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GP ignored a high PSA reading

Posted 03 Nov 2018 at 23:50

I'm posting this in the hope that it can help prevent similar things happening elsewhere. If you have had or know of similar experiences, I'd be interested to hear. 

In 2011, without telling me, a GP in my practice ordered a PSA test after I complained of frequent nightly urination. The PSA reading was 5.68, my GP (not the one who ordered the test but the head of the practice) viewed it and wrote down "Probably not clinically significant". (He also mistakenly wrote down "Free PSA" rather than "PSA" -- the lab result said nothing about free PSA.) I was not informed.

In 2017 I mentioned frequent nighttime urination to my GP again, and another PSA test was done. This time I was informed the test would be done and got a Sunday night call to discuss the result the next day, with the same GP who ignored the 2011 result. He did tell me this time about the earlier result. My PSA was 32, I was immediately referred to the hospital, they found prostate cancer, and I had a nerve sparing prostatectomy (post-op Gleason 4+3, T3A). The three post-op PSA tests were all equal to .01, so all good for now. Just in time it seems (unfortunately, not everybody is so lucky, see here).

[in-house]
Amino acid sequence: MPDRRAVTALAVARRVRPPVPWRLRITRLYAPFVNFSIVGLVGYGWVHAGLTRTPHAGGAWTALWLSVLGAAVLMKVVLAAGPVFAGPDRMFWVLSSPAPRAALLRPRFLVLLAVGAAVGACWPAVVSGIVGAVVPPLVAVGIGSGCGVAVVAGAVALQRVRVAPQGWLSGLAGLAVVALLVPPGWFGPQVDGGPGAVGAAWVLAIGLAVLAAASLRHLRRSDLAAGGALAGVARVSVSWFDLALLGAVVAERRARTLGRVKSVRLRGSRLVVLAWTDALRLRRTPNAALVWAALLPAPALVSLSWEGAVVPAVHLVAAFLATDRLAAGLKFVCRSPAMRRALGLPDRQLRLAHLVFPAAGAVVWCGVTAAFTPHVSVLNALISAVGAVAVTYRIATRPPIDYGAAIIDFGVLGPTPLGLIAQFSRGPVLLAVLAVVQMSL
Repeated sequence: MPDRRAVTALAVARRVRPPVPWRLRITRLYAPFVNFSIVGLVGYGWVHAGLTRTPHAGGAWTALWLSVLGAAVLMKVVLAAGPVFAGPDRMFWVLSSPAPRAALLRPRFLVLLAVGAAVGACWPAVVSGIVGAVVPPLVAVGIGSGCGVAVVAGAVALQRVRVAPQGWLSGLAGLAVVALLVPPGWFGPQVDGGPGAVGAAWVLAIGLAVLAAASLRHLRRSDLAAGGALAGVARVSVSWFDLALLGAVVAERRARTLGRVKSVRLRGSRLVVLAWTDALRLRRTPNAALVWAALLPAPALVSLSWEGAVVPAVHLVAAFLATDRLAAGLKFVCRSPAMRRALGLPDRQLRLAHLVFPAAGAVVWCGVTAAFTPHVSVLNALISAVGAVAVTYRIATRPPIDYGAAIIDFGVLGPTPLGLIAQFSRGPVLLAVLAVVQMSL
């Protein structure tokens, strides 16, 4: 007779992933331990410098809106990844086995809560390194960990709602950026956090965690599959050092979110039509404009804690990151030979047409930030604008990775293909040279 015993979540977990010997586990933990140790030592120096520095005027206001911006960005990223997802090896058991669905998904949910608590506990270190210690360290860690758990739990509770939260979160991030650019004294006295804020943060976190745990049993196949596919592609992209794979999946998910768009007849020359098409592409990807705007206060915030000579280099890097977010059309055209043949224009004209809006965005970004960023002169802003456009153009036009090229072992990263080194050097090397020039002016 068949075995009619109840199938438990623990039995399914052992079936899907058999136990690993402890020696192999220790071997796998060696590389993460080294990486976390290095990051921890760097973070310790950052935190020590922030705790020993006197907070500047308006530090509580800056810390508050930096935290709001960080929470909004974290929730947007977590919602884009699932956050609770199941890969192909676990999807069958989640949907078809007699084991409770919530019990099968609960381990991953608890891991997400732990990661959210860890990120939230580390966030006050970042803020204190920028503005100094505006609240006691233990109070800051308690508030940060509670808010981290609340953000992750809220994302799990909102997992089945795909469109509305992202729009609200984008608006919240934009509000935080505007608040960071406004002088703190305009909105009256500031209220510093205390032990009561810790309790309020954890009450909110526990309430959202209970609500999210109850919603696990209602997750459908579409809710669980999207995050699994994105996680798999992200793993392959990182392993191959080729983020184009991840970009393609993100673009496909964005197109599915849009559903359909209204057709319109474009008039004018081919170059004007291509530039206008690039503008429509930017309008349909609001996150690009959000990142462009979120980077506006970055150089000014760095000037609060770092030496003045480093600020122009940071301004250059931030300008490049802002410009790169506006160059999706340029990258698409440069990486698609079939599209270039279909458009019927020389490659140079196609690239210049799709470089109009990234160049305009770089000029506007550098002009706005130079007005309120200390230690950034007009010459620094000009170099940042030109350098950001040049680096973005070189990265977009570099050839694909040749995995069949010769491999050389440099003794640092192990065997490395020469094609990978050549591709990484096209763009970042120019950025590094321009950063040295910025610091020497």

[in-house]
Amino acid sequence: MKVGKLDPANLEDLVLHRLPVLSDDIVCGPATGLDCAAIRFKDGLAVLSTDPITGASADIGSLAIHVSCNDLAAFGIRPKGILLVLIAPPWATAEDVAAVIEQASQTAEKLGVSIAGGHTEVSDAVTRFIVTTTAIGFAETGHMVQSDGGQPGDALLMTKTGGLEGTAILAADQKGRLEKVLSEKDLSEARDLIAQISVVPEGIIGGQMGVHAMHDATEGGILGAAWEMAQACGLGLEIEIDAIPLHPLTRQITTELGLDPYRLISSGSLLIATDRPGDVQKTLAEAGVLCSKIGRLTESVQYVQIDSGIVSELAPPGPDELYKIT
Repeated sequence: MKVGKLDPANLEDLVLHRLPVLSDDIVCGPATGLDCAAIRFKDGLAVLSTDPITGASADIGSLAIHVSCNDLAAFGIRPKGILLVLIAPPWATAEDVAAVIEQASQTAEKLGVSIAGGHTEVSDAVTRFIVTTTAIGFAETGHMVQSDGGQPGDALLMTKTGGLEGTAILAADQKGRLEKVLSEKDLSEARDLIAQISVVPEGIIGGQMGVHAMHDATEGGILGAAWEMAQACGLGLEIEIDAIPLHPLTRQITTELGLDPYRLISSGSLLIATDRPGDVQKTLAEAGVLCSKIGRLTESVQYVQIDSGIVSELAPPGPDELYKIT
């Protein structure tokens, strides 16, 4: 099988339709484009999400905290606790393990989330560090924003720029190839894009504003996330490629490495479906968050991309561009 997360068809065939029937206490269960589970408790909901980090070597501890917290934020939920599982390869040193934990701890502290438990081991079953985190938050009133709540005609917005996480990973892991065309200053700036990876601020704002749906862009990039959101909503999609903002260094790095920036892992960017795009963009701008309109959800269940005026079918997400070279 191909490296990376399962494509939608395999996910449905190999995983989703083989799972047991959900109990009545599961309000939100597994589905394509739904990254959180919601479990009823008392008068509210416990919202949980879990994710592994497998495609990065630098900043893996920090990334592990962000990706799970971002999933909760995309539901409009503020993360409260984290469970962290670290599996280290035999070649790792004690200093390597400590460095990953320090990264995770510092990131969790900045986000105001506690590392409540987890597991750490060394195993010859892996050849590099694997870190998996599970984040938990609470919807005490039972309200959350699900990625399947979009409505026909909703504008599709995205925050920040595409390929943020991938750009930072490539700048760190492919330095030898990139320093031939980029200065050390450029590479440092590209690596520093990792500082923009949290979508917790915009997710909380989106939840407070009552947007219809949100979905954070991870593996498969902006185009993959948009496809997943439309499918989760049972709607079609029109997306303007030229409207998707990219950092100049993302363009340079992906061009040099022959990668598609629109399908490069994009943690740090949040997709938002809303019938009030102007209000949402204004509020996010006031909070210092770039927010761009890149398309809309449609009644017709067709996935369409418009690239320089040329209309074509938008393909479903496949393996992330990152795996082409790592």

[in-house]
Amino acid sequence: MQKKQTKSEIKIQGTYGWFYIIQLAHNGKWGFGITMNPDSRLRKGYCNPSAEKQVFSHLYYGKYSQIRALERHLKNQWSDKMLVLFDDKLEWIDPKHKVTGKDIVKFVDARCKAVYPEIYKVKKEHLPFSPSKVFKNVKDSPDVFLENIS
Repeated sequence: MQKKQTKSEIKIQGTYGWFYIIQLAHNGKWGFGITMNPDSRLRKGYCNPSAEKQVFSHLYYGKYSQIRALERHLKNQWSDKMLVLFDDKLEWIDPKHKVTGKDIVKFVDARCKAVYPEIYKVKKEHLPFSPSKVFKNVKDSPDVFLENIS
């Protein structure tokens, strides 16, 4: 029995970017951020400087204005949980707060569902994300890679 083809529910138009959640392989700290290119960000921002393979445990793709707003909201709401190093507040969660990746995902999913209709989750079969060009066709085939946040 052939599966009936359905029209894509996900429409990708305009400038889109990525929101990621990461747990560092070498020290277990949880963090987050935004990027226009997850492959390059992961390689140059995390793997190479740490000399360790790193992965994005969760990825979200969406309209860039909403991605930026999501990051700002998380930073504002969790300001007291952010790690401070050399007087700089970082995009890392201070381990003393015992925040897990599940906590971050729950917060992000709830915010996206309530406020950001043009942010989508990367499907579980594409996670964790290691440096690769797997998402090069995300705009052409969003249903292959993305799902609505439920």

I complained to the practice and was informed that the practice had been put into administration by the CQC around the time of my diagnosis. After a reorganization, the practice now has a "Good" CQC rating. I am convinced that a similar mistake cannot happen again at the practice. They went through all previous PSA tests and followed up when necessary (there were a number of instances). However, I would still like to have an explanation from the GP who looked at my 2011 result, but he is still on leave apparently and unable to respond. 

A PSA of 5.68 with a family history of PCa (my father survived it) gives about a 30% chance of PCa, and 10% of aggressive PCA. So I find it hard to understand why this reading was ignored. GP guidelines state immediate referral to hospital. I am guessing that due to the controversy surrounding PSA screening some GPs erroneously ignore significant readings.


Posted 04 Nov 2018 at 09:16
Good morning wicher.

Thank you for the warning. We have had a few like yourself over the years, where the GP has either ignored or decided in his infinite wisdom, that there wasn't anything to worry about.

I know that what you have had to go through following a misdiagnosis is not something that can just be forgotten about because you are living with the consequences.

I hope that you can get on with your life, your lucky stars might have been a bit more forthcoming and acted bit earlier than leaving it 6 years, but something was watching over you.

Who knows, a couple more years down the line and you might be in the incurable camp.

You'll be unlikely to get any joy from the offending GP so get on with the rest of your life, spreading the word and warning to other men.

Every little helps in that respect

Best Wishes


We can't control the winds - but we can adjust our sails